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Howard Town Board seeks legal opinion on potential conflict of interest

By LeAnn R. Ralph

TOWN OF HOWARD  —  The Howard Town Board has agreed to seek a legal opinion on potential conflicts of interest between the two town board supervisors and the proposed 1,300-acre Albertville Valley Sand Mine.

The Howard Town Board approved a motion to seek a legal opinion at the April 14 meeting.

The potential conflicts of interest involve Dennis Dvoracek, re-elected to the town board in the April 7 election, and Todd Wanish, elected to his first term on the town board April 7.

Dvoracek will be included in the legal opinion because at one time, he owned a company that had included Red Flint Group as a client.

Dvoracek said he no longer owns the company and that Red Flint is no longer a client of his.

Red Flint Group is a company associated with the Albertville Valley Sand Mine, although it is not entirely clear what role the company will play in developing the sand mine, loading facility and processing plant.

Paul Van Eijl, land acquisitions manager for Northern Sands, has been working on leasing land for the sand mine.

Town board members say Van Eijl told them he sold his interest in the sand mine to Red Flint Group, but Van Eijl’s name has reportedly been listed as the applicant with Chippewa County for the reclamation permit.

Howard Town Board members have gone on record in the past saying that they expected Red Flint Group to be the applicant for the Albertville Valley Sand Mine.

The proposed Albertville Valley Sand Mine would be located along the western edge of the Town of Howard, a few miles southeast of Colfax.


In addition to a potential for Dvoracek to have a conflict of interest, town board members are wondering if Wanish will have a conflict of interest when voting on issues related to the Albertville Valley Sand Mine.

Tom Zwiefelhofer, whose last meeting was April 14 because he lost the April 7 election for Supervisor 1 to Wanish, reported that he had received a forwarded e-mail from Lee Jensen pertaining to the proposed sand mine.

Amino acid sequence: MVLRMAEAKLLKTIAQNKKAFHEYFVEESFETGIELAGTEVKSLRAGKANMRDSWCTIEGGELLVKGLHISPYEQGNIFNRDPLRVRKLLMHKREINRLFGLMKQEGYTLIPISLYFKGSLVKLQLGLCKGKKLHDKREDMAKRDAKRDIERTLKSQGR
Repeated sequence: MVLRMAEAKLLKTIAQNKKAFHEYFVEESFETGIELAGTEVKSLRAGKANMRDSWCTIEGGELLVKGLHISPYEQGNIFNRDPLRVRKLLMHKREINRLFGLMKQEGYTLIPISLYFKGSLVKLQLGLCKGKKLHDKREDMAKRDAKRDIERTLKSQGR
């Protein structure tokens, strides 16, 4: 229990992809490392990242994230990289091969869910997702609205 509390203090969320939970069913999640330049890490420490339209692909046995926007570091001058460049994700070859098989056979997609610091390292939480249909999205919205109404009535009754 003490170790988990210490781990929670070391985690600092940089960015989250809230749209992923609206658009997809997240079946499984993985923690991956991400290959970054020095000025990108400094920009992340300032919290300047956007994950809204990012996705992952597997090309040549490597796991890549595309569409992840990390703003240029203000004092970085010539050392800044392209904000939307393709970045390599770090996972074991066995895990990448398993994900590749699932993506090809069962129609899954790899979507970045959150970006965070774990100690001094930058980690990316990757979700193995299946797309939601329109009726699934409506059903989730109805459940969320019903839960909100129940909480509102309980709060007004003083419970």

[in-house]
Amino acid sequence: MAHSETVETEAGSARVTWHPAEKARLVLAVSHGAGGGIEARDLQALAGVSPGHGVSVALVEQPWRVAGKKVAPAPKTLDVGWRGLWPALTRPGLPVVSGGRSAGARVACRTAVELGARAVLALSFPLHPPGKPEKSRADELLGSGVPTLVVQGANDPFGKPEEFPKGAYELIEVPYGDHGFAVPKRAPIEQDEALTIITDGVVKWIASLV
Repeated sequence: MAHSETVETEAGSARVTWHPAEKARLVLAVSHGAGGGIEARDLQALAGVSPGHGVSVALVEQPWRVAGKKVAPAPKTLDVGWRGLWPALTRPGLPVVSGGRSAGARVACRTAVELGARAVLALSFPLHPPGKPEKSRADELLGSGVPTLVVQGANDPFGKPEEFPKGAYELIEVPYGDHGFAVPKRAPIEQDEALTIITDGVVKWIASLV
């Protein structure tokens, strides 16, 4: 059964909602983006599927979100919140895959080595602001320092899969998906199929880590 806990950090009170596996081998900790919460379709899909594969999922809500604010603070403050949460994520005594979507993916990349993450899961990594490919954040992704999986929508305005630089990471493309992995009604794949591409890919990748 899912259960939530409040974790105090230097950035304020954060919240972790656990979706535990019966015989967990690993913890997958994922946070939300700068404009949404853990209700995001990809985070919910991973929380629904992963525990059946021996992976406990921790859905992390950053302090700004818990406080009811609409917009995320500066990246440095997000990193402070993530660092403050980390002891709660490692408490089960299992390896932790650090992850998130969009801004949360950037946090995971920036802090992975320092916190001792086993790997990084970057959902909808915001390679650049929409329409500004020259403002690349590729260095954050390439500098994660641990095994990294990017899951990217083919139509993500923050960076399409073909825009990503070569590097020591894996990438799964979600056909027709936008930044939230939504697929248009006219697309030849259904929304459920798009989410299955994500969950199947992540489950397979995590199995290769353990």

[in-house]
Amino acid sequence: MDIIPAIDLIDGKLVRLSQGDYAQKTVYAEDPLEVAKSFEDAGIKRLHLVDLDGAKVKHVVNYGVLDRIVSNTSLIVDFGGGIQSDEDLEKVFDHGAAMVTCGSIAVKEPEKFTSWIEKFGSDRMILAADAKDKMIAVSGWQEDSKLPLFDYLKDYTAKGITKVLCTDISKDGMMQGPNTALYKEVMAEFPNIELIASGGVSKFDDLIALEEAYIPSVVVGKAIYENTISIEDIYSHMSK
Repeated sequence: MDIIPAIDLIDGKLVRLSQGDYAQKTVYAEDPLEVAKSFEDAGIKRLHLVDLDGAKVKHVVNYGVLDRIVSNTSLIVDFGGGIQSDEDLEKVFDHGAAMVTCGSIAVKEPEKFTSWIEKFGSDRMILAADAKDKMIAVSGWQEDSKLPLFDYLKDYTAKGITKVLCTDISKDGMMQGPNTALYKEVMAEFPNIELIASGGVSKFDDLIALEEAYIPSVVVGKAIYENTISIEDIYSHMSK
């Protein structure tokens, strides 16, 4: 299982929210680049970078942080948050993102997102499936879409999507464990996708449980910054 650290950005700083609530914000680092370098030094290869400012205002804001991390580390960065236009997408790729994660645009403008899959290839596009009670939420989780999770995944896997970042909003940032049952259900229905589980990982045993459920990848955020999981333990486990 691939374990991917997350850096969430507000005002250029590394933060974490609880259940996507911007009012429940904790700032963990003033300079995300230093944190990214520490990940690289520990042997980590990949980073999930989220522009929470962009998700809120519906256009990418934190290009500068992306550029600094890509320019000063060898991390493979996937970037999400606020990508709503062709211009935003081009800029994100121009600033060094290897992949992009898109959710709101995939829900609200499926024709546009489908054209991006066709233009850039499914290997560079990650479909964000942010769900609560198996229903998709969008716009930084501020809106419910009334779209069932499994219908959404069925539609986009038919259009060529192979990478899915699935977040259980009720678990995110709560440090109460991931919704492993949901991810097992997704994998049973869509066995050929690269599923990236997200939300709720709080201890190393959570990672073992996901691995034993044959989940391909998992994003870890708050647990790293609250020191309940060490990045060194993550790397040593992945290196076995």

Jensen is one of the landowners in the Town of Howard who has signed a lease for the Albertville Valley Sand Mine.

The e-mail had been sent out to multiple people, and their e-mail addresses were included on the e-mail message.

One of the e-mail addresses belonged to Heather Wanish, Todd Wanish’s wife, Zwiefelhofer said.

Since Heather Wanish received the e-mail, she apparently has some kind of interest in the sand mine, he said.

The e-mail address in question involved Feather Communications.

Heather Rothbauer-Wanish is the owner and operator of Feather Communications.

Zwiefelhofer said he was proposing to send the information to the Town of Howard’s attorney, Paul Kent, to find out if there is a conflict of interest.

“We don’t dare not find out as a town if it is a conflict of interest,” Dvoracek said.

“If we don’t pursue this, we will get sued again,” Zwiefelhofer said.

Dvoracek noted that when the issue of the Albertville Valley Sand Mine and Red Flint Group’s involvement with it first came up, he had asked the Town of Howard’s attorney if there was a conflict of interest.

Vernon Schindler, chair of the Town of Howard, said the reason that Wanish’s wife was included in the e-mail is because her parents had signed a lease with the sand mine.


A conflict of interest arises when an elected official votes in favor of an issue that would result in a financial gain for the elected official.

In this case, if Wanish voted in favor of the Albertville Valley Sand Mine on an issue that came before the Howard Town Board, and if his mother-in-law and father-in-law have signed a lease with the sand mine, would that be a conflict of interest?  Would Wanish feel that he should vote in favor of something that would benefit his wife’s parents financially?

Would it be a conflict of interest if the possibility exists that Wanish and his wife might one day be the beneficiary’s of an inheritance from his mother-in-law and father-in-law and that the inheritance was larger because Wanish had voted in favor of the sand mine?

Would it be valid for Wanish to always vote against the sand mine to avoid the appearance of a conflict of interest? What if voting against the sand mine was not in the best interests of the residents of the Town of Howard?

If technically there is no conflict of interest, what about the perception of a conflict of interest?

Similarly, if Dvoracek voted in favor of an issue pertaining to the sand mine in which Red Flint Group is involved, but Red Flint Group is no longer a client of Dvoracek’s and has not been a client for a year or more, is that a conflict of interest?

After a motion had been made by Dvoracek and seconded by Zwiefelhofer to send the information about the e-mail to Heather Wanish to the Town of Howard’s attorney for an opinion about a conflict of interest for Todd Wanish, an amendment was offered to include Dvoracek.

Schindler and Zwiefelhofer voted “yes” on the amendment, and Dvoracek voted “no.”

The motion to seek a legal opinion on potential conflicts of interest for Wanish and Dvoracek was approved by all three town board members.